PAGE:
Blowing Up Hospitals Deliberately – Change Doesn’t Get Much Bigger

IMG_4859How about this for an act of ‘transformation’. Publicly blow up (yes, with explosives) one of your cherished Civic Buildings.

Not some ugly multi-storey concrete carpark. No, go for a Hospital; a large, relatively new one, in the middle of a City. Now that screams ‘TRANSFORMATION’…….things will never be the same again.

I know that I advocated a ‘Small and Imperfect, Minimum Viable Transformation’ approach in my last post, but sometimes we do need to do big things. Big symbolic things that absolutely demonstrate that things really have changed significantly, transformed.

Who would blow up a Hospital? The Canadians it turns out. They were quite busy blowing up hospitals back in the late 1990s. That’s not as reckless as it sounds, these weren’t random acts of civic vandalism, there was a clear strategy behind the ‘controlled demolition’. It was all part of their ‘transformation’ of health services, and response to the extreme financial pressures on public services (sound familiar?).

I’m not about to advocate a similar approach in the UK, but now that the dust has settled (literally) I do think its worth looking at what the Canadians did almost 20 years ago.

Before getting into the detail, here’s a shortened video (14mins) of the hour-long special News Channel report, broadcast on the day of the ‘implosion’ of the Calgary General Hospital, 9am, 4th October 1998.

Learning from the Past. Obviously there was a lot more to the changes in the Canadian healthcare system than just ‘blowing up hospitals’. I am intrigued though, if the changes are ever discussed, it is generally the ‘blowing up hospitals’ part that gets mentioned.

The memory and symbolism of such a destructive act lives on and dominates the public service narrative. Anything else that happened around these relatively few acts is ignored, forgotten or dismissed. It’s almost like a huge programme of transformation is defined by a limited number of ‘controlled explosions’. The likelihood that ‘we could never do that here’ (blow up hospitals), means that anything else they did isn’t relevant to us either……? I’ve included an example of this selective remembering in a video from the ITN World News at the end of the post.

If you want a much deeper analysis of what happened in Canada during the 1990s have a look at these resources from the Canadian Foundation for Healthcare Improvement (CFHI): Healthcare Challenges in a Period of Fiscal Restraint; lessons learned and enduring legacies.

It is interesting to note that on the home page of the resources there is the aphorism from the Spanish Philosopher George Santayana: “those who cannot remember the past are condemned to repeat it”. I’ll leave it up you to work out what’s behind using that phrase and whether or not the ‘enduring legacies’ of the changes in Canada were; good, bad, or a bit of both?

Just to whet your appetite here are a few of the key things I took from reading the report and watching the videos on the CFHI pages:

  • Canada had a huge financial problem that drove the changes.
  • Everyone speaking in the videos knew the numbers, they could confidently quote the figures.
  • Government in Ontario created a separate Arms Length Commission which was mandated to take decisions around closure and consolidation of facilities.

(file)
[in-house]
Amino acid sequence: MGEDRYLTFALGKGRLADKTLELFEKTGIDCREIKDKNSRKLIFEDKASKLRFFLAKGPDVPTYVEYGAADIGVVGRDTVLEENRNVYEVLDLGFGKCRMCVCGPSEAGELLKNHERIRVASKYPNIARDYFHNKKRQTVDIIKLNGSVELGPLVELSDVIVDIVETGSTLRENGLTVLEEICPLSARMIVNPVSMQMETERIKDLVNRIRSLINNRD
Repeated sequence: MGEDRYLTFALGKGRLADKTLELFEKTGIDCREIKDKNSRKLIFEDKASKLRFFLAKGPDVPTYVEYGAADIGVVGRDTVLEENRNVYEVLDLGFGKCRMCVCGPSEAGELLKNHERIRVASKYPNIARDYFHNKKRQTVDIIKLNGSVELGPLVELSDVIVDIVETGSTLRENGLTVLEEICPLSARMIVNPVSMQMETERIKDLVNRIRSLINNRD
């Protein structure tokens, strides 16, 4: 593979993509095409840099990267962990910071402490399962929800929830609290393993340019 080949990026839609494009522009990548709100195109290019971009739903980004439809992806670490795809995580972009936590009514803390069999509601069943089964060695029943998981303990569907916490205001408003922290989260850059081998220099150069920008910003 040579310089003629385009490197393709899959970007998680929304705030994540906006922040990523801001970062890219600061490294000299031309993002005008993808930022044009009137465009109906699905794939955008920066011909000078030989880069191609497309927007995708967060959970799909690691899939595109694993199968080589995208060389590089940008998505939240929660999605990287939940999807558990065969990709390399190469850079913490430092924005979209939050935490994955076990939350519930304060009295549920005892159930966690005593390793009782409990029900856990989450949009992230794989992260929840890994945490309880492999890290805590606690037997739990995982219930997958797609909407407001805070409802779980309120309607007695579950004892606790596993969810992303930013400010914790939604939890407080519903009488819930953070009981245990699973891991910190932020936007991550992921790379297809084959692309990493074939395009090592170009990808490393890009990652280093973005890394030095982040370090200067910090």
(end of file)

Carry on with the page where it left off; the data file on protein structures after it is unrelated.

• The Commission was made up of appropriately qualified people, who acted in the ‘Public Interest’.
  • The Politicians in charge, supported the work of the Commission, and ‘wore the decisions’ (that’s an interesting phrase / idea).
  • In Ontario, they moved from 225 down to 150 facilities, which included the closure of 30 hospitals.
  • Securing a level of acceptance from service users involved ‘showing people a better future for healthcare’, not just structural change in response to the financial pressures.
  • Service users often reserved their judgement on the impact of the change for many years.
  • One impact of reducing the number of staff was an increase in productivity.
  • Another impact was an increase in waiting times.
  • 20 years later, there has been a re-investment in healthcare.

If you only have time to look at one thing from the CFHI resources I’d recommend this interview with Mark Rochon talking about the Ontario Arms-Length Restructuring Commission.

Symbolic Transformation. The act of ‘blowing up a hospital’ is hugely symbolic. It screams out….. things are going to be different! For better, or worse, nothing will be the same again.

This does make me think that if you are planning for a BIG Transformation (rather than the Minimum Viable Transformation approach), is it worth thinking about some big symbols to go along with it? You don’t have to just ‘blow things up’ either, building things is also an option. It’s the sort of thing that people remember for years, so it’s worth getting right.

Here is the link to the ITN World News video I mentioned earlier.

So what’s the PONT?

  1. Big symbolic acts send a very clear message, and get remembered for years.
  2. If you really want to change (transform) something on a big scale, it’s worth thinking about the big symbols.
  3. Other people have done this, it’s worth a look at what happened, otherwise as George Santayana says: “those who cannot remember the past are condemned to repeat it”

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About whatsthepont

The things I’m currently interested in are: 1.How people learn and share knowledge; 2.Social Media, Web2.0 whatever you want to call the world of the internet; 3.Better public services.

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